He's going to bring it every night—Smart's energy and defense are what currently hold the most value in Boston. But expect some shooting and scoring inconsistency to follow. He still has a ways to go offensively.

8. Zach LaVine, Minnesota Timberwolves, PG/SG

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    Stock Report: ↔

    It's all about the flashes for Zach LaVine, who's going to struggle with consistency, shot selection and defense as a 180-pound 19-year-old. 

    He's shooting just 40.2 percent, which you might be able to trace to the fact that 45 percent of his looks are pull-ups. He's also averaging 2.4 turnovers in 25.2 minutes. 

    LaVine did manage to dish out a whopping 14 assists in a loss to the Golden State Warriors December 27. He's not really a point guard, but he does have dynamic playmaking capability, and when he gets into a rhythm, he's got a tendency to milk it.

    As a scorer, LaVine just takes too many tough shots, while his jumper remains fairly erratic. He's shooting 32.7 percent on 33 makes in the mid-range and just 24 percent from downtown. LaVine is also converting just 40 percent of his drives, though you'd imagine that's a number likely to improve as his body begins to fill out.

    For what it's worth, he's third among rookies in scoring (8.7 points per game) and second in assists (3.7 per game).

    Nobody really expected LaVine to play much at all this year, so it's just nice to see him fit in and flash that long-term upside in the process. 

7. Dante Exum, Utah Jazz, PG

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    Stock Report: ↓

    The good news: Dante Exum recorded his biggest scoring outputs of the season in two of his first three games of 2015.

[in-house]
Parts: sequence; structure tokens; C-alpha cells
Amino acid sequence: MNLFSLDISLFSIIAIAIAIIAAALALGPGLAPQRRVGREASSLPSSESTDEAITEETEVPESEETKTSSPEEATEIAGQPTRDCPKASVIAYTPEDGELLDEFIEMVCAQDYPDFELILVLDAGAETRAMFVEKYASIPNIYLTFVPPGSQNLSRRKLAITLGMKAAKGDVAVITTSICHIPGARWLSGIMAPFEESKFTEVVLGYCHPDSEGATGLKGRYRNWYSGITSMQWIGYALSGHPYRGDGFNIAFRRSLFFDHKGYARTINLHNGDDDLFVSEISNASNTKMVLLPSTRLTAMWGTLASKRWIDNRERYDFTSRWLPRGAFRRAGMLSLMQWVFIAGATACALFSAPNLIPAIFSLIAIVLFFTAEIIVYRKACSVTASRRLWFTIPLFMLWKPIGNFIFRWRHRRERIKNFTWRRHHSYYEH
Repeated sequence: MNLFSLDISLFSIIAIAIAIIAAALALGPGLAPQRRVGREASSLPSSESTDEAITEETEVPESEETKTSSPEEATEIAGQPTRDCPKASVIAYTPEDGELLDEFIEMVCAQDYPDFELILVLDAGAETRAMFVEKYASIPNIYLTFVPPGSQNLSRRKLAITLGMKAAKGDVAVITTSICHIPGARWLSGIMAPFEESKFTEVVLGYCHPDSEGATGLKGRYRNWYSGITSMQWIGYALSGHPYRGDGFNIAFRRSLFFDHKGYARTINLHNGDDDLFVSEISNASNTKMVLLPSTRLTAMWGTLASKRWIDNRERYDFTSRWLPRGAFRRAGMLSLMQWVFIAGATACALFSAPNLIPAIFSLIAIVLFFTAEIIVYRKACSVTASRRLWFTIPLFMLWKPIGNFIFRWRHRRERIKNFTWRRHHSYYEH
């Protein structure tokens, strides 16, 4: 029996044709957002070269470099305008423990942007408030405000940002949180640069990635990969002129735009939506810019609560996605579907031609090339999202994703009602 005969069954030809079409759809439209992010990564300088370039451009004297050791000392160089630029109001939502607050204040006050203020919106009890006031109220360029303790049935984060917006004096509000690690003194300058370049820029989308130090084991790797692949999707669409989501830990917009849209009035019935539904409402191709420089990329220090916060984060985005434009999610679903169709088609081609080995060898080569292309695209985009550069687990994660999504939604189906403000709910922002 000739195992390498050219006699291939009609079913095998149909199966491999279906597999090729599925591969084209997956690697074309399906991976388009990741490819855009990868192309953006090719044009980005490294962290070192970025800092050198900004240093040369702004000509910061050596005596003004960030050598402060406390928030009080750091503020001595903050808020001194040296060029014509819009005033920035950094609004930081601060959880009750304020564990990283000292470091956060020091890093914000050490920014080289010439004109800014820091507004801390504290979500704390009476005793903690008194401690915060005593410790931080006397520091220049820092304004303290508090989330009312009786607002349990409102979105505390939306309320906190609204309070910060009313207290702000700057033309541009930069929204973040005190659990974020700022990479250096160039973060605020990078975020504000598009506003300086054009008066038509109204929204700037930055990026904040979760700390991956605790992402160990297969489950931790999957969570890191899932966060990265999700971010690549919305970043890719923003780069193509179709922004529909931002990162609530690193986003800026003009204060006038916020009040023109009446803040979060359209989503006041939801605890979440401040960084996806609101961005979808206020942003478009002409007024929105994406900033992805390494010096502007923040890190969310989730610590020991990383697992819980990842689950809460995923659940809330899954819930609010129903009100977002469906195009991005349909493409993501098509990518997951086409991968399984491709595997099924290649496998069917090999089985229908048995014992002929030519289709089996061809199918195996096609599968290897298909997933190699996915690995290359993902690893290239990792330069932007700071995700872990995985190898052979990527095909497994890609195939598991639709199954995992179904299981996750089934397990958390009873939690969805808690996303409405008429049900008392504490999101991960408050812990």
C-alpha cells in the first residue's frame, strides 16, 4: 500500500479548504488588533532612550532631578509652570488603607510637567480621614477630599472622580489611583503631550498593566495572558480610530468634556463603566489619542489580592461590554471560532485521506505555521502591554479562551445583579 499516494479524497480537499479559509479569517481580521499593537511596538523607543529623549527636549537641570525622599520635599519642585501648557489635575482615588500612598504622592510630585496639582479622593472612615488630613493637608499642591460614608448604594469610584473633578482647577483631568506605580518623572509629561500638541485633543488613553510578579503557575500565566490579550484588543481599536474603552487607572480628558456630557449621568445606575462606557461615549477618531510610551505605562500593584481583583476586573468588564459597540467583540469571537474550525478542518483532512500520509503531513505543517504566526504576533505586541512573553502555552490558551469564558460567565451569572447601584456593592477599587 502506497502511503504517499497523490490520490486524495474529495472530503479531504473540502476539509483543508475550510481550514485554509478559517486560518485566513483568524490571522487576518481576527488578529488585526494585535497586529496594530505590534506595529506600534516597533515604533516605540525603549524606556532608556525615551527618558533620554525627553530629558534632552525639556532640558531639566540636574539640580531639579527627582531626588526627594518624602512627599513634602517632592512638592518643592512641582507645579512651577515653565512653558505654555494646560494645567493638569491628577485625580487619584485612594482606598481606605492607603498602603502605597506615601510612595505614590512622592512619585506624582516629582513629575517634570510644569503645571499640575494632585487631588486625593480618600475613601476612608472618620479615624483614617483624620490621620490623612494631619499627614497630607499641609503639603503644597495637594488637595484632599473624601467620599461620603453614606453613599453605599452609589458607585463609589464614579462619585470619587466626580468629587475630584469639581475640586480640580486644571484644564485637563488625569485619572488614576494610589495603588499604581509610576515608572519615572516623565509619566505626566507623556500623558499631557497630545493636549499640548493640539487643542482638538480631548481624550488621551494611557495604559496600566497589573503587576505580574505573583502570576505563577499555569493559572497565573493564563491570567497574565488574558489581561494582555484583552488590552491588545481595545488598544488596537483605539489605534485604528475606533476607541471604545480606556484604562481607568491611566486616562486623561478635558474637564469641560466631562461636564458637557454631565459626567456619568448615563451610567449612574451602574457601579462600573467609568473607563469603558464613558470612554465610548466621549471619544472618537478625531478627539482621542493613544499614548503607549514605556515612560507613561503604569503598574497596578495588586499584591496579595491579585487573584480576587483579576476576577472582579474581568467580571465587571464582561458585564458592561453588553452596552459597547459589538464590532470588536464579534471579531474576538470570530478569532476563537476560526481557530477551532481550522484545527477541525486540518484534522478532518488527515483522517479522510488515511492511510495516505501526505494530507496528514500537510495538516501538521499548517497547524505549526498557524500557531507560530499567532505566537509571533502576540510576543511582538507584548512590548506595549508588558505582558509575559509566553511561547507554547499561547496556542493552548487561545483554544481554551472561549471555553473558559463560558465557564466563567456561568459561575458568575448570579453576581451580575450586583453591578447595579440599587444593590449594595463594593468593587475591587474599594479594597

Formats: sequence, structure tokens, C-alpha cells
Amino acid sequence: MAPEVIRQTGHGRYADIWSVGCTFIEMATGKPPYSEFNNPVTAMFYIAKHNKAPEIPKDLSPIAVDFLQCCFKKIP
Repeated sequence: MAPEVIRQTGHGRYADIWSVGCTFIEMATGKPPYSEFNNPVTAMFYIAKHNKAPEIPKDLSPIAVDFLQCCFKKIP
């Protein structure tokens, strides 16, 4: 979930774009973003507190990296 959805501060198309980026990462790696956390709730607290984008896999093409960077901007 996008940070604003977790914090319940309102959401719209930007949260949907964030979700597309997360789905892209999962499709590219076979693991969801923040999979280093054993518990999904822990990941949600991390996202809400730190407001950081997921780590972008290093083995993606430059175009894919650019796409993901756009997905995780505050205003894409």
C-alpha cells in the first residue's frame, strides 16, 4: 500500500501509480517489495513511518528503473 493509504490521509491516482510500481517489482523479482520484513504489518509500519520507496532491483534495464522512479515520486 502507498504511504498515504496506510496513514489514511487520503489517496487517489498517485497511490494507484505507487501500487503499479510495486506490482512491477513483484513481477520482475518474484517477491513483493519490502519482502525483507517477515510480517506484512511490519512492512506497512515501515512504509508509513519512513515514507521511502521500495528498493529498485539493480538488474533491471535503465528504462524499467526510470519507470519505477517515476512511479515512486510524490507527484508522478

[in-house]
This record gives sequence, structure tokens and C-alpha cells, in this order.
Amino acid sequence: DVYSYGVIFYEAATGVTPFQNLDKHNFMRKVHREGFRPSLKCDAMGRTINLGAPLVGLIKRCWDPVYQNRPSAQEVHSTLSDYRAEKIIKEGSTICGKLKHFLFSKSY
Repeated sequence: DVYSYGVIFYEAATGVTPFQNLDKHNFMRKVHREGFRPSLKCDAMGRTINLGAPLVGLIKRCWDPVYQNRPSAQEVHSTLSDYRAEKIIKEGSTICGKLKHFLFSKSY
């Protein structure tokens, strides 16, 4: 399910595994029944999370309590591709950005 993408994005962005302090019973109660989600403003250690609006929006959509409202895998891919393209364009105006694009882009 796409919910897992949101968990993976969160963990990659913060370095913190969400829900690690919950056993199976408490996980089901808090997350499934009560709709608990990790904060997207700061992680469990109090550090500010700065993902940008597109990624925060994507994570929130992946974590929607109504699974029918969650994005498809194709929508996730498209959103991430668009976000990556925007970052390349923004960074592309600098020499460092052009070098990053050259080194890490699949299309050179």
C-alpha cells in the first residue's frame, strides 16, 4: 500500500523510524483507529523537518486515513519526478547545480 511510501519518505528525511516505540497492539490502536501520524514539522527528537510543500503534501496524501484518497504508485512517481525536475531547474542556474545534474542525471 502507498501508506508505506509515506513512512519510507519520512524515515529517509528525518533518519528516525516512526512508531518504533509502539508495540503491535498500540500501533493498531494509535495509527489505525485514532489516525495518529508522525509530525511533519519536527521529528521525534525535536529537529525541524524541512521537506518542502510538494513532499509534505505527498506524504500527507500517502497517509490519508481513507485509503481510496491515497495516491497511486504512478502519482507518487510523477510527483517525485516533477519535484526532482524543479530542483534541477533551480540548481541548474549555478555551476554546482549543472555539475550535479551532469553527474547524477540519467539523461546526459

He put up 13 points against the Atlanta Hawks Friday night and 13 against the Indiana Pacers on Monday.

    Unfortunately, since the new year, he's totaled just four assists in 75 minutes on 36.7 percent shooting. 

    It's going to be a lengthy learning process for Exum, who's gone from high school ball in Australia straight to the NBA stage.

    Offensively, he's still figuring out what routes to take in order to generate offense off the dribble. 

    He has hit seven three-pointers over his last three games. The next step is finding other ways to score inside the arc, where he's made just two shots in the mid-range all season long.

    Still, we've seen some impressive defensive spurts and offensive poise. Hopefully the Jazz coaching staff extends his playmaking leash with Alec Burks on the shelf and Trey Burke regressing.

6. Nerlens Noel, Philadelphia 76ers, PF/C

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    Stock Report: ↓

    To say Nerlens Noel has struggled offensively lately is a bit of an understatement—he's missed 51 of his last 72 shots from the floor (29.1 percent).

    Considering finishing has always been viewed as Noel's offensive bread and butter, it's a little scary that he's shooting just 52.8 percent within five feet. 

    The Sixers have ultimately begun experimenting with Noel at both frontcourt positions— the 4, where he'll need a jumper, and the 5, where he lacks strength. And it's been ugly at times. 

    On a bright note, he has had a few big outings on the glass, including a 12-rebound game against the Los Angeles Clippers on Saturday and a 10-rebound performance against the Jazz December 27. 

    Defensively, he's blocking 1.4 shots a game, though it's his steal rate (1.5 per game) that's the more impressive number. Between his quickness and length, he can be disruptive on the perimeter as well as at the rim.